The narrative that grazing livestock in hill areas is destructive to biodiversity and negatively impacts on nature on designated lands is not representative of the reality of sustainable hill management, according to the Irish Farmers' Association (IFA).

IFA hill chair Caillín Conneely has defended farmers responsibly grazing the hills with cattle and sheep in response to what he called “divisive articles” arguing against such extensive farming practices.

The hill committee chair stated that farming is an important economic activity in areas of challenging land type and that any disruption to these farming activities would have social, as well as financial, consequences for rural communities in mountain areas.

“In areas where farmers are already struggling, any suggestion of reducing livestock in hill areas would have a serious impact on the livelihoods of farmers and lead to further economic and social decline in these areas,” Conneely commented.

“In other countries, livestock is being re-introduced to hill areas to manage vegetation. The reality is that farming and healthy habitats can co-exist on our hills,” he said.

Farmers vilified

Conneely stated that attempts to give a one-sided view of hill grazing were not constructive to bettering these habitat types.

He also commented that farmers understood the nature value of mountain ground and sought to protect these environmental areas.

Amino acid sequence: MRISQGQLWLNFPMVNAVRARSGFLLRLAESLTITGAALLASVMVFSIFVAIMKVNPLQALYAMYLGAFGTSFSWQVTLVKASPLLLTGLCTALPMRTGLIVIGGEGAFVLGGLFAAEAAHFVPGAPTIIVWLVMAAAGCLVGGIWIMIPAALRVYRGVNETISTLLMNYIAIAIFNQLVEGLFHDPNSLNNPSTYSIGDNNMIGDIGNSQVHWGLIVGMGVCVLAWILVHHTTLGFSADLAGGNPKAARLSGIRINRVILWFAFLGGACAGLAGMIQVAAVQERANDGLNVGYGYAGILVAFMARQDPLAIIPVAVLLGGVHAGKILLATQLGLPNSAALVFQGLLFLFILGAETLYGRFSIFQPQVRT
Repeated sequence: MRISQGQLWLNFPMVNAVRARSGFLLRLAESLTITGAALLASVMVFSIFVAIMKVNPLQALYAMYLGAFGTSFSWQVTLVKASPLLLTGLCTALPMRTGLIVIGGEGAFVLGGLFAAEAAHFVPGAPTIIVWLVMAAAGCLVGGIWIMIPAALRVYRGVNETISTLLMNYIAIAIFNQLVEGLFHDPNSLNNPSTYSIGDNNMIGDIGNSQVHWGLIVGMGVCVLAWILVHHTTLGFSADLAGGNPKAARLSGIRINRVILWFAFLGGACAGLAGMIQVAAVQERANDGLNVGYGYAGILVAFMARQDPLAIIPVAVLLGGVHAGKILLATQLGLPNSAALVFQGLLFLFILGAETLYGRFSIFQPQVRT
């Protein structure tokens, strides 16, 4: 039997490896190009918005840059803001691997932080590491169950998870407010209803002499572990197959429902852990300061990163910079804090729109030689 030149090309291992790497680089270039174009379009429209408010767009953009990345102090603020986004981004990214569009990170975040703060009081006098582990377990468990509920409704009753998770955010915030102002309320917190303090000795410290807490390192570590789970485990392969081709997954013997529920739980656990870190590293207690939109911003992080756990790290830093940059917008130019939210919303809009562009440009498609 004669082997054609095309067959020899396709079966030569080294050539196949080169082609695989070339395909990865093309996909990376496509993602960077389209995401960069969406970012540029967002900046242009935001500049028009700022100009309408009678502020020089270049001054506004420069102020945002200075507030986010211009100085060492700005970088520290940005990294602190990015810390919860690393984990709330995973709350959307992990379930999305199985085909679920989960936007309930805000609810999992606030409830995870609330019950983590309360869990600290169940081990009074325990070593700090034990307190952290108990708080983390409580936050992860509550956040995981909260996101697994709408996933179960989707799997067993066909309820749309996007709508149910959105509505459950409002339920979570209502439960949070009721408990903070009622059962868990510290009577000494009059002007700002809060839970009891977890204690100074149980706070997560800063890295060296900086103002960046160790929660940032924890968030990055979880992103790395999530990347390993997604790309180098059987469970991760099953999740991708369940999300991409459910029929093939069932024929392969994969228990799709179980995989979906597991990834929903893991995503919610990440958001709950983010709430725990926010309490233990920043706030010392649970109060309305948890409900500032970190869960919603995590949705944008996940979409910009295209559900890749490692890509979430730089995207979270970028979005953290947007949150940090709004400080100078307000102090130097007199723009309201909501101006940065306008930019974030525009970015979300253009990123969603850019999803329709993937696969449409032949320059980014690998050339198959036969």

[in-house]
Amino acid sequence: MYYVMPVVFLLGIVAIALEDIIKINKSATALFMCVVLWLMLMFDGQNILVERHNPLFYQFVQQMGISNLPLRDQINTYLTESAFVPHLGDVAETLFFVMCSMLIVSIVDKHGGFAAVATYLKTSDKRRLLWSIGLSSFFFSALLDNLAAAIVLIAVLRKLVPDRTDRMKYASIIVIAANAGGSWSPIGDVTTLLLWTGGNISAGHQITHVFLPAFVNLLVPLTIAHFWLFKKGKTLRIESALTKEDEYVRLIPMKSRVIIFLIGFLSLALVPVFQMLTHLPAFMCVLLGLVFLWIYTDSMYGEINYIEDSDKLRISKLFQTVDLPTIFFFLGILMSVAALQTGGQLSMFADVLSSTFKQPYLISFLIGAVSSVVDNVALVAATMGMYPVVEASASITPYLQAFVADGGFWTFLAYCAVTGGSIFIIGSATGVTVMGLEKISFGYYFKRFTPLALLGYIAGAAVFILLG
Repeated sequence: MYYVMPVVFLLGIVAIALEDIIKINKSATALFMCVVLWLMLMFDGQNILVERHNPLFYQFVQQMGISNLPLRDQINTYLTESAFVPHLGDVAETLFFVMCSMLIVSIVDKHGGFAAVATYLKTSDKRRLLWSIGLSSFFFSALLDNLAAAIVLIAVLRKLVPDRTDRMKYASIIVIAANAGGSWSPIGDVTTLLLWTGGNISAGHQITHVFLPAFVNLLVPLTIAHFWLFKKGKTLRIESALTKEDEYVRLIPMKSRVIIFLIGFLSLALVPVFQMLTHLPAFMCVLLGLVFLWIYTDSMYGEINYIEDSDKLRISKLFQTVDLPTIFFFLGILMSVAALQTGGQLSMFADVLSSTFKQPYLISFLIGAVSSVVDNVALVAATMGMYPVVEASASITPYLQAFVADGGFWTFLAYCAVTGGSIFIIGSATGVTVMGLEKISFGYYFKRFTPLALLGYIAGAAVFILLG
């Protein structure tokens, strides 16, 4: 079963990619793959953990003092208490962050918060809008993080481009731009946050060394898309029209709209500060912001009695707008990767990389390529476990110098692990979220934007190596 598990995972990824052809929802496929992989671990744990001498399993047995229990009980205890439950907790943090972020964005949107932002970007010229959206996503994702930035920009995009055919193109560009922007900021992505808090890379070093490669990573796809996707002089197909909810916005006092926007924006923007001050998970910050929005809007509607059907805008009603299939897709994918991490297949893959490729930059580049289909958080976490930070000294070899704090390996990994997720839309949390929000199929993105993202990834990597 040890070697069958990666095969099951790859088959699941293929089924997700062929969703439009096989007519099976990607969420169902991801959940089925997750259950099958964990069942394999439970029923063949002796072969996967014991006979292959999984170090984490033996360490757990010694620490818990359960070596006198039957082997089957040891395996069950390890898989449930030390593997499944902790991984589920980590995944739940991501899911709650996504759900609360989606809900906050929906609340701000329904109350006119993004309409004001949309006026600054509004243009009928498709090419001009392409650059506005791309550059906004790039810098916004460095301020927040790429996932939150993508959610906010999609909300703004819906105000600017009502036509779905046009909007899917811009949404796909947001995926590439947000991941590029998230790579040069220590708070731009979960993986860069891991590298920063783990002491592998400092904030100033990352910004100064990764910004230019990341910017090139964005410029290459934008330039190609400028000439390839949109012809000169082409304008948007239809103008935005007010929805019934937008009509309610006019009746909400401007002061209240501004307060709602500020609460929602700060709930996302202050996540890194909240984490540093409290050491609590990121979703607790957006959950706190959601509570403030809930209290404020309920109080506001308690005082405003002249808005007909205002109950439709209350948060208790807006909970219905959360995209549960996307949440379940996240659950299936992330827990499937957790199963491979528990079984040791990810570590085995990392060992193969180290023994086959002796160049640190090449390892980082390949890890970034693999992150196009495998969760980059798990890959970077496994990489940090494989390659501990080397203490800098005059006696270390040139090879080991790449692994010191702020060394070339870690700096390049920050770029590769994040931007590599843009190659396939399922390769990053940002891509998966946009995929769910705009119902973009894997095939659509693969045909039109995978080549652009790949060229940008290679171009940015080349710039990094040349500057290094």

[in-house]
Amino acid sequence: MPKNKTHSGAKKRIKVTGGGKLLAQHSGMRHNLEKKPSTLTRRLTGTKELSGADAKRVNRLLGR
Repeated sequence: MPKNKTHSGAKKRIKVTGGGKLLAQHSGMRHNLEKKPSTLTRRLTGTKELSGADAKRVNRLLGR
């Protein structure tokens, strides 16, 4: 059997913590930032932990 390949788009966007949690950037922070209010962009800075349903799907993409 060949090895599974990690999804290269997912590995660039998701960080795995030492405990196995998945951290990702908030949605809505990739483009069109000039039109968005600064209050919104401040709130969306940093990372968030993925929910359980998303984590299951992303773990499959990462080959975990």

“Divisive articles trying to vilify hill farmers are unhelpful and show no respect for farmers who farm very difficult terrain on our hills.

“Farmers fully respect the high ecological value of these uplands. The most sustainable way to deliver for biodiversity and wildlife is through controlled grazing by sheep and cattle on our hills,” he claimed.

Conneely added that grazing livestock could deliver other benefits for hills, such as lowering the risk of wildfires by removing vegetation that would act as fuel in the case of fires.

Scheme resources needed

The IFA also called for adequate resourcing of agri-environmental schemes, saying that the Agri-Environmental Climate Measure (AECM) proposed in the draft CAP strategic plan did not deliver high enough maximum payment rates for farmers to justify more environmental action.

Expected to open in the coming weeks, the new AECM has been proposed with payment ceilings of approximately €7,300 and €10,500 for the individual and co-operation entry routes respectively.